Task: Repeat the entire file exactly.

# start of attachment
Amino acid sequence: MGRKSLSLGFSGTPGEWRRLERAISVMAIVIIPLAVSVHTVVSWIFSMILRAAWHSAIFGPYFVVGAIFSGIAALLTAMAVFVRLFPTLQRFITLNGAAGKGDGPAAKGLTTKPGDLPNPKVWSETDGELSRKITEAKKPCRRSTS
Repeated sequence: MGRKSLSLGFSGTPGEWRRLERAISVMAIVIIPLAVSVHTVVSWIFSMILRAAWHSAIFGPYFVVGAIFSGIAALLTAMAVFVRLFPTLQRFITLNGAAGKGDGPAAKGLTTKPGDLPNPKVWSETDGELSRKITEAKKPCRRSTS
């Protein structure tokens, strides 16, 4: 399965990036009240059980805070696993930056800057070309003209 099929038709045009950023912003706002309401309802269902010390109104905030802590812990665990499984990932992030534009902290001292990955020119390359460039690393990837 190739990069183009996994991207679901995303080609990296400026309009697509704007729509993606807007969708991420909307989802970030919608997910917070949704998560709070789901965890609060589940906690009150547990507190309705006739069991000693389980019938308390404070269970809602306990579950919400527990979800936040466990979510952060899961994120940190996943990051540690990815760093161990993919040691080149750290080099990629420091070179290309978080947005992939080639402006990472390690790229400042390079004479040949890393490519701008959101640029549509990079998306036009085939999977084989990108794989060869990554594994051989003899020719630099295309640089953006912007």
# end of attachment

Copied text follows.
Amino acid sequence: MGRKSLSLGFSGTPGEWRRLERAISVMAIVIIPLAVSVHTVVSWIFSMILRAAWHSAIFGPYFVVGAIFSGIAALLTAMAVFVRLFPTLQRFITLNGAAGKGDGPAAKGLTTKPGDLPNPKVWSETDGELSRKITEAKKPCRRSTS
Repeated sequence: MGRKSLSLGFSGTPGEWRRLERAISVMAIVIIPLAVSVHTVVSWIFSMILRAAWHSAIFGPYFVVGAIFSGIAALLTAMAVFVRLFPTLQRFITLNGAAGKGDGPAAKGLTTKPGDLPNPKVWSETDGELSRKITEAKKPCRRSTS
């Protein structure tokens, strides 16, 4: 399965990036009240059980805070696993930056800057070309003209 099929038709045009950023912003706002309401309802269902010390109104905030802590812990665990499984990932992030534009902290001292990955020119390359460039690393990837 190739990069183009996994991207679901995303080609990296400026309009697509704007729509993606807007969708991420909307989802970030919608997910917070949704998560709070789901965890609060589940906690009150547990507190309705006739069991000693389980019938308390404070269970809602306990579950919400527990979800936040466990979510952060899961994120940190996943990051540690990815760093161990993919040691080149750290080099990629420091070179290309978080947005992939080639402006990472390690790229400042390079004479040949890393490519701008959101640029549509990079998306036009085939999977084989990108794989060869990554594994051989003899020719630099295309640089953006912007």